Supreme Court to begin live oral arguments; Here’s how it works

Posted at 9:34 AM, April 29, 2020 and last updated 6:57 PM, May 18, 2023

By Court TV Staff

For the first time in its history, the U.S. Supreme Court will hear oral arguments by telephone conference in a limited number of postponed cases in response to public health guidance to COVID-19. All nine justices and counsel will participate remotely starting Monday, May 4.


Here are the specific details, according to the Public Information Office of the Supreme Court of the United States:

The Court will use a teleconferencing system that will call counsel the morning of argument. All counsel for the cases to be argued that day will be called simultaneously at approximately 9:15 a.m. and will all be placed on a conference call with the Clerk of the Court, Scott Harris, to receive any last-minute instructions and to ask any remaining questions they may have. Once that briefing is completed, the phone lines for counsel will be muted, and counsel will remain on this same line until approximately 9:50 a.m. At that time, counsel will all be moved to the main conference call to await the beginning of argument.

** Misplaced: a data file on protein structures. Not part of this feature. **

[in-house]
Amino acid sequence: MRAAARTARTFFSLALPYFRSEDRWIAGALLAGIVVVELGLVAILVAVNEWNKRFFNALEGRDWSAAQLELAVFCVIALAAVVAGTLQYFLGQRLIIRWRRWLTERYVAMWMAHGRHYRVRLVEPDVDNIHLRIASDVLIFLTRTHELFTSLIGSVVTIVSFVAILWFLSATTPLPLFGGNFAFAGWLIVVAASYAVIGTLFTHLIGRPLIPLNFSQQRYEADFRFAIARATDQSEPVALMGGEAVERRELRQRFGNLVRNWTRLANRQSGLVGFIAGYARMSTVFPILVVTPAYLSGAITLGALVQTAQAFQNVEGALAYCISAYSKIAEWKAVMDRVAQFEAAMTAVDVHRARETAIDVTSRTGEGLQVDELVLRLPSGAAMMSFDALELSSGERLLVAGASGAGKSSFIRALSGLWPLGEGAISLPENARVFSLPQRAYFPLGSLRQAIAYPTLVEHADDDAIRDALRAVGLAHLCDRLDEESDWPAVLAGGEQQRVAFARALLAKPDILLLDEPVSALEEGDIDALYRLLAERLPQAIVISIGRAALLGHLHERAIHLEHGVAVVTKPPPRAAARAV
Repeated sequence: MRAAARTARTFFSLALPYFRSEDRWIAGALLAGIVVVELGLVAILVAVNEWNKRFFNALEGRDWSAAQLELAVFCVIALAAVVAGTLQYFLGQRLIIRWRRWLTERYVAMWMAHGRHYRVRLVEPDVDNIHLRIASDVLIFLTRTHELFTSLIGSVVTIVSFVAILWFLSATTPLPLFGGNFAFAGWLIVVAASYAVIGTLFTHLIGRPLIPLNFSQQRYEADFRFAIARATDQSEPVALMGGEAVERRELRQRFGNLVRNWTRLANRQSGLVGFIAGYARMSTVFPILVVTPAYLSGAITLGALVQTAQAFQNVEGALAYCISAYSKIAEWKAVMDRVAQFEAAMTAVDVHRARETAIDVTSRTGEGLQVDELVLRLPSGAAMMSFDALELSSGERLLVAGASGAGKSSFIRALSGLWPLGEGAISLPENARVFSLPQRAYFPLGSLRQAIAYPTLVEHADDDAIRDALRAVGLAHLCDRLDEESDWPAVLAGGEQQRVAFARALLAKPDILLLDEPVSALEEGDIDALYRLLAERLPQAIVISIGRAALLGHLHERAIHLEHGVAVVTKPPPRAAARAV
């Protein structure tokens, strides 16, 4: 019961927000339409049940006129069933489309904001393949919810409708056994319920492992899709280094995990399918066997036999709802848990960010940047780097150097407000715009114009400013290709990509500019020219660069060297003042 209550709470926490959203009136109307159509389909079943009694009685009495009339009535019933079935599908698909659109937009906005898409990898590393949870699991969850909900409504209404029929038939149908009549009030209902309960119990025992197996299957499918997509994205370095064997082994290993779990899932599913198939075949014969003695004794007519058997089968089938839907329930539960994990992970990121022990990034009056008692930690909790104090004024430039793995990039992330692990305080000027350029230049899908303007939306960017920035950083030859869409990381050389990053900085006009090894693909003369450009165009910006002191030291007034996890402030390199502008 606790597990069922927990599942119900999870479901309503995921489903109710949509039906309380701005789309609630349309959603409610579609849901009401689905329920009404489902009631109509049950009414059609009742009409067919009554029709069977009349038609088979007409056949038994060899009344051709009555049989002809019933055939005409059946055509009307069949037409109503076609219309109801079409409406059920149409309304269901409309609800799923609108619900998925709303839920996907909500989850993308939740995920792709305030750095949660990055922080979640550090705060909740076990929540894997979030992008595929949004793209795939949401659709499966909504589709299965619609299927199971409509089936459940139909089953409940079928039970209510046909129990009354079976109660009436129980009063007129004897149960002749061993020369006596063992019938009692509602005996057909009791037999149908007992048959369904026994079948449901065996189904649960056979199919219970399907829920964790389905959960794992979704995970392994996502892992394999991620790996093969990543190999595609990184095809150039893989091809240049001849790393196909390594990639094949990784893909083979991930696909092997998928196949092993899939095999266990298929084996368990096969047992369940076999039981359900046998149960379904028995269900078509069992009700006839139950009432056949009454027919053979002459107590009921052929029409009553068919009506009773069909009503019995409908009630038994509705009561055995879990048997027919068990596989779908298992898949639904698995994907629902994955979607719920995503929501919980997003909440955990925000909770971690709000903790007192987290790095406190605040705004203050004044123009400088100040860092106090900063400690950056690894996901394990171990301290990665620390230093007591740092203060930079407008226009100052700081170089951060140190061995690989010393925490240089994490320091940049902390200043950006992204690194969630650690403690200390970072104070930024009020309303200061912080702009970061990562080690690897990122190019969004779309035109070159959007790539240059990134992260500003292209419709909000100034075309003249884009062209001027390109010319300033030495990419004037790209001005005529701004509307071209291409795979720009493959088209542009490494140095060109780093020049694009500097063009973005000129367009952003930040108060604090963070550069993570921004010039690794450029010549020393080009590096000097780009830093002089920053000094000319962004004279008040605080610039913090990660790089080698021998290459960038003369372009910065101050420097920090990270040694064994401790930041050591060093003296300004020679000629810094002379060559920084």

At 10 a.m., the Justices will enter the main conference call, and the Marshal of the Court, Pamela Talkin, will cry the Court. The Chief Justice will call the first case, and he will acknowledge the first counsel to argue. Following the usual practice, the Court generally will not question lead counsel for petitioners and respondents during the first two minutes of argument. Where argument is divided and counsel represents an amicus or an additional party, the Court generally will not ask questions for one minute. At the end of this time, the Chief Justice will have the opportunity to ask questions. When his initial questioning is complete, the Associate Justices will then have the opportunity to ask questions in turn in order of seniority. If there is time remaining once all Justices have had the opportunity to question counsel, there may be additional questioning.

Once the time for the first counsel’s argument has expired, the Chief Justice will thank counsel for their argument, and acknowledge the next attorney. This process will continue until argument in the case is complete. Counsel for the petitioner in each case will be allotted three minutes for rebuttal. If there is a second case to be argued that day, the Chief Justice will call that case promptly after the end of the first argument, and the same process will be followed. The Marshal will announce the conclusion of arguments.


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